One thing I will not be encouraging people to be part of or attend is Upper Uwchlan’s “block party” on June 14th. Why support their efforts when all they do is kowtow to developers and sanitize communities against country traditions like barn picking and barn sales? Sounds mean to some, but I think they are being mean spirited to tradition.
But please if you have something fun you want to tell people about, let this blog know. Things I love are farm events, art shows, flea markets, First Fridays, barn sales, even swap meets and garage sales. Other things like strawberry and similar festivals, farmers markets, small businesses celebrating something.
Enjoy the day. It is simply beautiful out. Find your magic in everyday life.
Courtney Rozsas, Owner of Farmer’s Drive Thru (center)
Today we were invited to the grand opening celebration of Farmer’s Road Drive Thru. It is located in the Painter’s Crossing Shopping Center at 210 Wilmington Pike in Chadds Ford. It used to be a KFC there.
It was a beautiful afternoon to take a ride down to Chadds Ford and well worth the trip.
The decor is total reclaimed chic. Old barn wood and other recycled materials. Simple, open and pretty. Terrain at Styers provided the landscaping – which is also eco-friendly including carbon reducing plants in the outside cafe area. There is also a drive thru.
The staff was pleasant, knowledgable and well spoken. Inside on the wall was a giant chalkboard listing the farmers and purveyors (and all farms are ones you know or wish to patronize and we’ll leave it at that! I like them ALL). All the meat is locally produced, and 80% or everything else will be locally sourced as well.
Farmer’s Road takes the locavore movement and marries it to a healthy alternative to fast food. There will be traditional fun burgers and hot dogs as well as heart healthy, gluten-free, vegetarian and vegan options, along with seasonal offerings to highlight what is available depending upon the time of year.
Chef Ryan Sulikowski
I admit it, I am a carnivore so I loved the little slider version of their grass-fed beef burger they served at the grand opening – their grand opening featured mini sizes of their menu items – more than an amuse bouche, so I can’t say that.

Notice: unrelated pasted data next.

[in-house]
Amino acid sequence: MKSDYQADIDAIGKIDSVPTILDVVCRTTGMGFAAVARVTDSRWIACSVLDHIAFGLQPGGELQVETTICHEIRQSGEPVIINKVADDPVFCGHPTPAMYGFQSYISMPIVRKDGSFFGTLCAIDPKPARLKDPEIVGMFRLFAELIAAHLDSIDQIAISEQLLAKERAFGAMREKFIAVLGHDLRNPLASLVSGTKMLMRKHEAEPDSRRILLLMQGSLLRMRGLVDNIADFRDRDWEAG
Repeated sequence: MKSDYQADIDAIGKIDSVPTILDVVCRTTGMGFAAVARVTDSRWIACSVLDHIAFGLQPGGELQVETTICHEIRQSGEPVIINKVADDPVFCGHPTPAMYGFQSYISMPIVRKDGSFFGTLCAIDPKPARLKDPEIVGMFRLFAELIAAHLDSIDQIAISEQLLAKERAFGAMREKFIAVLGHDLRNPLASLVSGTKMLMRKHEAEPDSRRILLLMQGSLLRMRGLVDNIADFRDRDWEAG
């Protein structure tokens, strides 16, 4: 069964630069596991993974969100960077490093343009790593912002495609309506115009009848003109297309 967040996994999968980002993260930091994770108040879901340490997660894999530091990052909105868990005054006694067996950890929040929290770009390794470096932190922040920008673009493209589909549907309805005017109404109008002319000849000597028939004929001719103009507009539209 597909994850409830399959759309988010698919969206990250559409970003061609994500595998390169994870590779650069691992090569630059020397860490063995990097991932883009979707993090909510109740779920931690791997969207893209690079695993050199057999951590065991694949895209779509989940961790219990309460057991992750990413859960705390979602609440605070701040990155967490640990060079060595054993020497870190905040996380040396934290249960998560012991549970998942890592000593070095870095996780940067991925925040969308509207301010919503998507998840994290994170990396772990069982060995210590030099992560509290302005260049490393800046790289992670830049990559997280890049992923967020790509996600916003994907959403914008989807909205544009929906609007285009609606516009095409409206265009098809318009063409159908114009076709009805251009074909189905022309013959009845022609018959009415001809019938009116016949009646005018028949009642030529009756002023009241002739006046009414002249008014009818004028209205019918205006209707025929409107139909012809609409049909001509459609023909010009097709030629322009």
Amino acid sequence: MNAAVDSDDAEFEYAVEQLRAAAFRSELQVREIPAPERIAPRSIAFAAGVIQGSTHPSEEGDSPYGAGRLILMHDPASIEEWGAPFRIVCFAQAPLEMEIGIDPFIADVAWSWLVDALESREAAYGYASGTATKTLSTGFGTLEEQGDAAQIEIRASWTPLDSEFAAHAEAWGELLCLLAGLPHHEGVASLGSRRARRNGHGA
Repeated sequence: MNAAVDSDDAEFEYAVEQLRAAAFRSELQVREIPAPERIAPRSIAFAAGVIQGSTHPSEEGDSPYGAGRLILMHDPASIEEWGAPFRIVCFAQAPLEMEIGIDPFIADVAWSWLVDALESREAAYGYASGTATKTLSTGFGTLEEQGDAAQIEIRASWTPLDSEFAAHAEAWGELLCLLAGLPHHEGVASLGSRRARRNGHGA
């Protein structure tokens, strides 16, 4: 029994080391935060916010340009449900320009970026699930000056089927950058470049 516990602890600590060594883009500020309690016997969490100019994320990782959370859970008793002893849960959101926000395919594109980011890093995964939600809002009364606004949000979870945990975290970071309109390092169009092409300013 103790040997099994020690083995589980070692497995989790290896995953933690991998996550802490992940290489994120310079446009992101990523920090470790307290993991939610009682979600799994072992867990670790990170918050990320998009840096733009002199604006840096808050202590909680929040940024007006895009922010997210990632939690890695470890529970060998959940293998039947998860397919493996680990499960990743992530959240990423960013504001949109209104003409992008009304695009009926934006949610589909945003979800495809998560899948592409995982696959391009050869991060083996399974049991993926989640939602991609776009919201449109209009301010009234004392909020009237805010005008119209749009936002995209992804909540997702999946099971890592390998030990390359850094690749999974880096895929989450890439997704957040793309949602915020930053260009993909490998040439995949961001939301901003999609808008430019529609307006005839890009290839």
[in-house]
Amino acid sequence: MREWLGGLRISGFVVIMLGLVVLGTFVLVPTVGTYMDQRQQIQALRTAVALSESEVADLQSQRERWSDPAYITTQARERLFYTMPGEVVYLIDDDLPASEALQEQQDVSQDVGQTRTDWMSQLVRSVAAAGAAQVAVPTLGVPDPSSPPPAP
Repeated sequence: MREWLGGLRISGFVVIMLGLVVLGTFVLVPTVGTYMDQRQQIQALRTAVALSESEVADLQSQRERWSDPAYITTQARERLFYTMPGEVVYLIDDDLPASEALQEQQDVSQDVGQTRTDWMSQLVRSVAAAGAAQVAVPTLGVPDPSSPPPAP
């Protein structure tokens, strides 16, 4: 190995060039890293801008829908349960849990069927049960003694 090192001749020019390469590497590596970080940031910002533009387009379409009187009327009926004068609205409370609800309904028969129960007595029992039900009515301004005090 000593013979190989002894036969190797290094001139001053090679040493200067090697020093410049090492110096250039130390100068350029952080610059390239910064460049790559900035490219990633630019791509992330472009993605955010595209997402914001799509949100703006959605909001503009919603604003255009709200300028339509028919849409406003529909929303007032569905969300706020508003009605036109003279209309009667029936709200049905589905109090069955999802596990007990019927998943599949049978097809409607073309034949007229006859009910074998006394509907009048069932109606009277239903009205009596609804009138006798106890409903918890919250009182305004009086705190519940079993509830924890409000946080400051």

They also have sodas from New Hope Soda Fountain. They will serve breakfast, lunch and dinner six days a week. Sundays they will be open for breakfast and lunch only. Breakfast will include an oatmeal bar and fun things like french toast sticks.
Their menu is one of clean and fresh flavors – nothing overly complicated and a fresh taste we crave when dining out. This is fresh food served fast, a far cry from fast food as we know it now. I mean think about it, ever known a McDonald’s or KFC that had fresh flowers? Sells local honey? Uses fresh herbs? Uses non-toxic cleaning products and has a recycling station?
They open tomorrow for a regular day at 7 a.m. They are open until 9 p.m.
I think they will be a welcome addition to the local food scene, and I wish them much success as that could mean expansion into other areas. It’s a great idea – and their food tastes as good as it looks! Kids and adults alike will love this place!
In last September’s New York Times Magazine Mark Bittman wrote an article called Bye,Bye, American Pie. No it wasn’t the impetus for this post, but it is a good read. This post takes inspiration from the farmers where I have been vacationing until a few hours ago: the farmers of Eastern Long Island, NY. One farm in particular called Balsam Farms in Amagansett.
I feel like I have been cheating on my favorite Chester County Farmers, but I have to tell you the produce I bought while on vacation is truly amazing. I think there is something with the fertile yet sandy soil that makes a difference.